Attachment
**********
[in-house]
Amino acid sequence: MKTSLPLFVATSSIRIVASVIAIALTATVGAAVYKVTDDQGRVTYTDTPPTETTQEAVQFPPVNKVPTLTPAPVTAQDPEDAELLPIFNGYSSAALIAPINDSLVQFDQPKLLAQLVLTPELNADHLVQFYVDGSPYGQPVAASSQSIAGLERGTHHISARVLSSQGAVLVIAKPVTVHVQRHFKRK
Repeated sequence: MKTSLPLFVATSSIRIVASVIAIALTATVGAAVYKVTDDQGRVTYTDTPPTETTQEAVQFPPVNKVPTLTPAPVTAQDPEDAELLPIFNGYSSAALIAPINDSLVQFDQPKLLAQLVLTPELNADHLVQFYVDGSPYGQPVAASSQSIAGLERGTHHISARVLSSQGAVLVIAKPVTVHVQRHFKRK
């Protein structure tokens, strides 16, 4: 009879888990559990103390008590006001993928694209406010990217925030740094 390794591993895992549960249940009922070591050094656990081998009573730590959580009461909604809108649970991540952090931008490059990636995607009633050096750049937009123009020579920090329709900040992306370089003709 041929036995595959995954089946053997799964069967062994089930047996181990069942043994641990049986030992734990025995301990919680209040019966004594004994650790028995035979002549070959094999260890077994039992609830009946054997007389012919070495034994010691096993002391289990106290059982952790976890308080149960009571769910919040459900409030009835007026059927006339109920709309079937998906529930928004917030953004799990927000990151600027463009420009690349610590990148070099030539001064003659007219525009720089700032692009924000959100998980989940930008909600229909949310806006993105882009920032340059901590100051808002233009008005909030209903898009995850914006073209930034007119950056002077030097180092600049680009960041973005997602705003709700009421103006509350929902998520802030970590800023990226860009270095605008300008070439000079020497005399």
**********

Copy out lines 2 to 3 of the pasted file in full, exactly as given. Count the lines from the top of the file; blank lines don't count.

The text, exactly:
Amino acid sequence: MKTSLPLFVATSSIRIVASVIAIALTATVGAAVYKVTDDQGRVTYTDTPPTETTQEAVQFPPVNKVPTLTPAPVTAQDPEDAELLPIFNGYSSAALIAPINDSLVQFDQPKLLAQLVLTPELNADHLVQFYVDGSPYGQPVAASSQSIAGLERGTHHISARVLSSQGAVLVIAKPVTVHVQRHFKRK
Repeated sequence: MKTSLPLFVATSSIRIVASVIAIALTATVGAAVYKVTDDQGRVTYTDTPPTETTQEAVQFPPVNKVPTLTPAPVTAQDPEDAELLPIFNGYSSAALIAPINDSLVQFDQPKLLAQLVLTPELNADHLVQFYVDGSPYGQPVAASSQSIAGLERGTHHISARVLSSQGAVLVIAKPVTVHVQRHFKRK